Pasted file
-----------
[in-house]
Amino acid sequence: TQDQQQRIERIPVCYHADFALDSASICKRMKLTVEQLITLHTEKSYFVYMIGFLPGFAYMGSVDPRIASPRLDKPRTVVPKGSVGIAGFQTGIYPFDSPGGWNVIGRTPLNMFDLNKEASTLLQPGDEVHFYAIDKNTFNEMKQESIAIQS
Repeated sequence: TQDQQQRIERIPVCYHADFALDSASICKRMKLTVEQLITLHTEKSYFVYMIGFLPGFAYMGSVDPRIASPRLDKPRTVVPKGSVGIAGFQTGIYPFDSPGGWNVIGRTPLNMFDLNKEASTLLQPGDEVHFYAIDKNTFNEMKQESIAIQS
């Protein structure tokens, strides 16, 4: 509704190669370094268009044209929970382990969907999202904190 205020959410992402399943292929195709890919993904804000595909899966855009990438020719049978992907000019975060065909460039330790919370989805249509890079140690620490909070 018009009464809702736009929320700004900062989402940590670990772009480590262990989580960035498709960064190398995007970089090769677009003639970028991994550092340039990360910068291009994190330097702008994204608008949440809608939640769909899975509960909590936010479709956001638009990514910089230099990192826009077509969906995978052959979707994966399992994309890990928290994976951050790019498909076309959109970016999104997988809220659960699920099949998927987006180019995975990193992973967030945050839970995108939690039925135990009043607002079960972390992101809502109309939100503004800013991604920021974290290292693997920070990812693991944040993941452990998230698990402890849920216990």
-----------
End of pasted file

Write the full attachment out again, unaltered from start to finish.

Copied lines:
[in-house]
Amino acid sequence: TQDQQQRIERIPVCYHADFALDSASICKRMKLTVEQLITLHTEKSYFVYMIGFLPGFAYMGSVDPRIASPRLDKPRTVVPKGSVGIAGFQTGIYPFDSPGGWNVIGRTPLNMFDLNKEASTLLQPGDEVHFYAIDKNTFNEMKQESIAIQS
Repeated sequence: TQDQQQRIERIPVCYHADFALDSASICKRMKLTVEQLITLHTEKSYFVYMIGFLPGFAYMGSVDPRIASPRLDKPRTVVPKGSVGIAGFQTGIYPFDSPGGWNVIGRTPLNMFDLNKEASTLLQPGDEVHFYAIDKNTFNEMKQESIAIQS
């Protein structure tokens, strides 16, 4: 509704190669370094268009044209929970382990969907999202904190 205020959410992402399943292929195709890919993904804000595909899966855009990438020719049978992907000019975060065909460039330790919370989805249509890079140690620490909070 018009009464809702736009929320700004900062989402940590670990772009480590262990989580960035498709960064190398995007970089090769677009003639970028991994550092340039990360910068291009994190330097702008994204608008949440809608939640769909899975509960909590936010479709956001638009990514910089230099990192826009077509969906995978052959979707994966399992994309890990928290994976951050790019498909076309959109970016999104997988809220659960699920099949998927987006180019995975990193992973967030945050839970995108939690039925135990009043607002079960972390992101809502109309939100503004800013991604920021974290290292693997920070990812693991944040993941452990998230698990402890849920216990």